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Compressed gas flow rate calculation

  1. Jul 31, 2014 #1
    Folks, I'm new to this thread. I'm a mechanical engineer, but I haven't done much fluids work since I graduated, 20 years ago. I have a question about calculating gas flow rate, so any help would be greatly appreciated. I have a design that I'm working on that will use a compressed gas cylinder to push a plunger that pushes a fluid on the other side of the plunger out of a critical orifice. I need a very low constant pressure (about 1 psi), the cylinder manufacturers are telling me that I need a flow rate. I've told them that the gas will fill a chamber with a piston and the total volume of that chamber is 3 mL. This filling will occur over a period of 16 hours, so that flow rate is 0.188 mL/hr if it were a liquid. I'm not sure how if that's the flow rate they are looking for (and neither do they) since it's a compressed gas. Any ideas on a governing equation(s) that I can use.
     
  2. jcsd
  3. Jul 31, 2014 #2
    Welcome to Physics Forums! I'm not exactly sure what you're describing. However, since you're working with a gas, you should use the equation of state. If you are using a ideal gas such as air, nitrogen, oxygen, or a noble gas you should use the ideal gas law (PV=nRT). You may have to use one of the many derivations that arise from the ideal gas law.

    You can assume: Isothermal flow so T is constant. R is an ideal gas constant (for your specific gas), it will not change. What you might use is Boyle's law: P1V1=P2V2. Assuming the tank is initially at atmospheric pressure and your chamber's volume remains constant, I calculated (using Boyle's law) that you need to add 0.204 mL of your air to pressurize it to 1 psi gage. (assuming atmospheric pressure is 101325 Pa) If you don't care about the rate at which it is pressurized you can just use .01275 mL/hr flow rate.

    Equation I used: Patm*Vneeded=(Pgiven+Patm)*Vgiven
    Where Vneeded=Vgoing in+Vgiven
     
  4. Jul 31, 2014 #3
    Thank you. So, I think that's what I used to calculate the volume. So is the flow rate that volume divided by the time?
     
  5. Jul 31, 2014 #4
    It depends if you need a specific pressure-time curve or not. If you don't care about the pressure-time curve you can just divide by time. If you want a steady (constant slope) increase in pressure you will need to do some more analysis, let me know and we can work on it!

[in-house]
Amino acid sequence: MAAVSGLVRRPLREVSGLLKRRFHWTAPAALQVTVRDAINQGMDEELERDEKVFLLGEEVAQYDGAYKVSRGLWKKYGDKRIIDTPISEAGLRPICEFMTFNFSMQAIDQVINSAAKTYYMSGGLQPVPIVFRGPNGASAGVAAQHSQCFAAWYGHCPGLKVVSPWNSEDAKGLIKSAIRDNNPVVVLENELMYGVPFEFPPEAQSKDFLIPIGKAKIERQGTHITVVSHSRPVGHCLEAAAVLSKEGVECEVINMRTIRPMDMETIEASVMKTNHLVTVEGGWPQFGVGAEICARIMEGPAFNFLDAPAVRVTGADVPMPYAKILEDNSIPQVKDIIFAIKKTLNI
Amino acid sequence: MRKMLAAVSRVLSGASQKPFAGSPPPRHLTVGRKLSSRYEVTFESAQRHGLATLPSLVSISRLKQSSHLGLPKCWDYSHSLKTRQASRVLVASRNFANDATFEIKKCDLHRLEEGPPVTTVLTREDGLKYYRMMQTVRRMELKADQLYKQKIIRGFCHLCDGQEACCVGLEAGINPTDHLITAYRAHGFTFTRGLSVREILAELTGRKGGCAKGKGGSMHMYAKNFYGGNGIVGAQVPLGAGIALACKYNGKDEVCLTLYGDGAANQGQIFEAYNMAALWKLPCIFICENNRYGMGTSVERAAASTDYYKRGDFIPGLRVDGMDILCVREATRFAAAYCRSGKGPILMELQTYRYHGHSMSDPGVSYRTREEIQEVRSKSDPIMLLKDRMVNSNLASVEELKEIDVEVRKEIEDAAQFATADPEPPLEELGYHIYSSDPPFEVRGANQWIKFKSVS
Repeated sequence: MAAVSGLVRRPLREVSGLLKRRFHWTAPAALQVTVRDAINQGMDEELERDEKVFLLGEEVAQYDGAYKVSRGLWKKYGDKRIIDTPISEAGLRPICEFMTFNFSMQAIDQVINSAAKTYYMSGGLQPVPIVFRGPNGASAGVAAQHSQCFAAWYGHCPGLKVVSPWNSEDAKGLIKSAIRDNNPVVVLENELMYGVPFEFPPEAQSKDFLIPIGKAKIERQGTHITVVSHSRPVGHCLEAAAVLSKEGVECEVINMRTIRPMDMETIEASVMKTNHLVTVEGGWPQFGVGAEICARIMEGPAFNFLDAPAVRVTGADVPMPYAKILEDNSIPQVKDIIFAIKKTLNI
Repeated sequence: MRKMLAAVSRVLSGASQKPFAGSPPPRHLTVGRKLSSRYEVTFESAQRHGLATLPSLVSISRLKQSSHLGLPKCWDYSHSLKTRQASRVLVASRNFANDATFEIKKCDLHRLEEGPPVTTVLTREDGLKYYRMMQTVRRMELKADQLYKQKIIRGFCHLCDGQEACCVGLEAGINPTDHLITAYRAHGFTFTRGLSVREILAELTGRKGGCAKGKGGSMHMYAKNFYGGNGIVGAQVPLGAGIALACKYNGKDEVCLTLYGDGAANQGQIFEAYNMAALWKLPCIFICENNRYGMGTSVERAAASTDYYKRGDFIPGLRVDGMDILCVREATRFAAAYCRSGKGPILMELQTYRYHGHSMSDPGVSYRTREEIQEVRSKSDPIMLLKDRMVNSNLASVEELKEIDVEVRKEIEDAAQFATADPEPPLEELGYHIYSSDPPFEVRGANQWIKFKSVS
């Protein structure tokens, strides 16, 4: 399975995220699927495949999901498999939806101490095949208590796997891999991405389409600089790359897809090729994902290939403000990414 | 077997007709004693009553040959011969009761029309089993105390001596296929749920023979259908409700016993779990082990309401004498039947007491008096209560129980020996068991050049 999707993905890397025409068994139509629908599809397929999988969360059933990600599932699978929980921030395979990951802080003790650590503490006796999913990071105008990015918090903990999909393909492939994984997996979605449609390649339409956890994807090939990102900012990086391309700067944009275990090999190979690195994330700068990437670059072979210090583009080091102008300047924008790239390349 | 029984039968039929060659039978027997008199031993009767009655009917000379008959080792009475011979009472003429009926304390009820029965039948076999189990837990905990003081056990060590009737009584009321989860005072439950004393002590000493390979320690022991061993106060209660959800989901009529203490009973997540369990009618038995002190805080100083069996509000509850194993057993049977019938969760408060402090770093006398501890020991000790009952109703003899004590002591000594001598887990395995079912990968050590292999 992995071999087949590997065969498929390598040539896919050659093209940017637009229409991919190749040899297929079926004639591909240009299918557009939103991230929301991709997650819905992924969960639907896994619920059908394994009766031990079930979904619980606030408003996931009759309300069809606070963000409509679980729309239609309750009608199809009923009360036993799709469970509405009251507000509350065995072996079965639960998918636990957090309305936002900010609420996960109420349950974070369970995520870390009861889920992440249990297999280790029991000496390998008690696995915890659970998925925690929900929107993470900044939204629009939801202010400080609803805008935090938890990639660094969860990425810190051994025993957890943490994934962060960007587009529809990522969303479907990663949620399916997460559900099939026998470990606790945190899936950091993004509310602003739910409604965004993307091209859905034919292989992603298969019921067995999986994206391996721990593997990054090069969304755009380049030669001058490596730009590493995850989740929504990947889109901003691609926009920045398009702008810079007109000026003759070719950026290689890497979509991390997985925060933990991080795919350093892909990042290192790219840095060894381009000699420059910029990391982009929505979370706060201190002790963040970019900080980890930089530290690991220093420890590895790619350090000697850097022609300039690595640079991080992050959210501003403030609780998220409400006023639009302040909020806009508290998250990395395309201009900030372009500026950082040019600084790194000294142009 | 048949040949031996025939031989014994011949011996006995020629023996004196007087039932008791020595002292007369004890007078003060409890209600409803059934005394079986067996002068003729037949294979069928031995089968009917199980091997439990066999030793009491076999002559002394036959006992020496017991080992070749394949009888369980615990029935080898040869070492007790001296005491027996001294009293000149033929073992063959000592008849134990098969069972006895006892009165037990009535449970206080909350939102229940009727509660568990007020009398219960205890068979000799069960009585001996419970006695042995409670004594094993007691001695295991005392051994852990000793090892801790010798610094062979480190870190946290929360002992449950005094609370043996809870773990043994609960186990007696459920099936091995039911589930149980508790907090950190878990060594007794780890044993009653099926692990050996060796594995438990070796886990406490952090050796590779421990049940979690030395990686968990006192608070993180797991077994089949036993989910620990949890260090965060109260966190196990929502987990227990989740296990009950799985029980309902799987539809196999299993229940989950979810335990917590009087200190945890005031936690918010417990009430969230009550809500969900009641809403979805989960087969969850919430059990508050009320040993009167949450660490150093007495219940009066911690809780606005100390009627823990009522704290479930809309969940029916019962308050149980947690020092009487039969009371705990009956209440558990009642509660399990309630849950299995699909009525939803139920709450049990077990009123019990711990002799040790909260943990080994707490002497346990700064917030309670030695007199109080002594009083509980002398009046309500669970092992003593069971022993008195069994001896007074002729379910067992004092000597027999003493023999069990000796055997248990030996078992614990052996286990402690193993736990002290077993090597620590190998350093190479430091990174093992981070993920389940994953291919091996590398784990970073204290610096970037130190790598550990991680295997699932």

6. Jul 31, 2014 #5
    So, I think I need to clarify, because the volume of the tank is changing. As you can see in the attachment, the volume of the reservoir changes as the fluid is pushed out of it and replaced by the gas. V1 is the initial volume where the fluid volume is maximum and the gas is minimum and V2 is the final volume where the fluid is empty and the gas volume is maximum. The reservoir total volume is 3 mL.
     

    Attached Files:

  7. Aug 1, 2014 #6
    So what is controlling your flow rate?

    You mentioned the liquid and a critical orifice - you also want a 1 psi pressure to force the liquid through the orifice. In that case, one option is to charge a large enough cartridge to 1 psi so that the increase in volume of gas into the reservoir does not change the initial pressure, keeping temperature constant for 16 hours.

    The other option is to regulate the amount of air that enters into the reservoir regardless of cartridge pressure with something such as a very long small ID capillary tube, or something similar, whatever is the standard technology in industry or laboratory for such a low flowrate.
     
  8. Aug 1, 2014 #7
    Thank you for your help, first of all.

    The flow rate of the liquid is controlled by a critical orifice and the force pushing it. The temperature will be held constant throughout the process, so that's helpful. I have identified a cartridge that is charged at something like 800 psi and holds 075g of CO2, so I think that it's overkill, but I believe it will work. I'm not sure how I can control the flow rate, the problem is I don't have the space to use a regulator. I don't think I have the room for a long capillary tube, but maybe. Any other thoughts?
     
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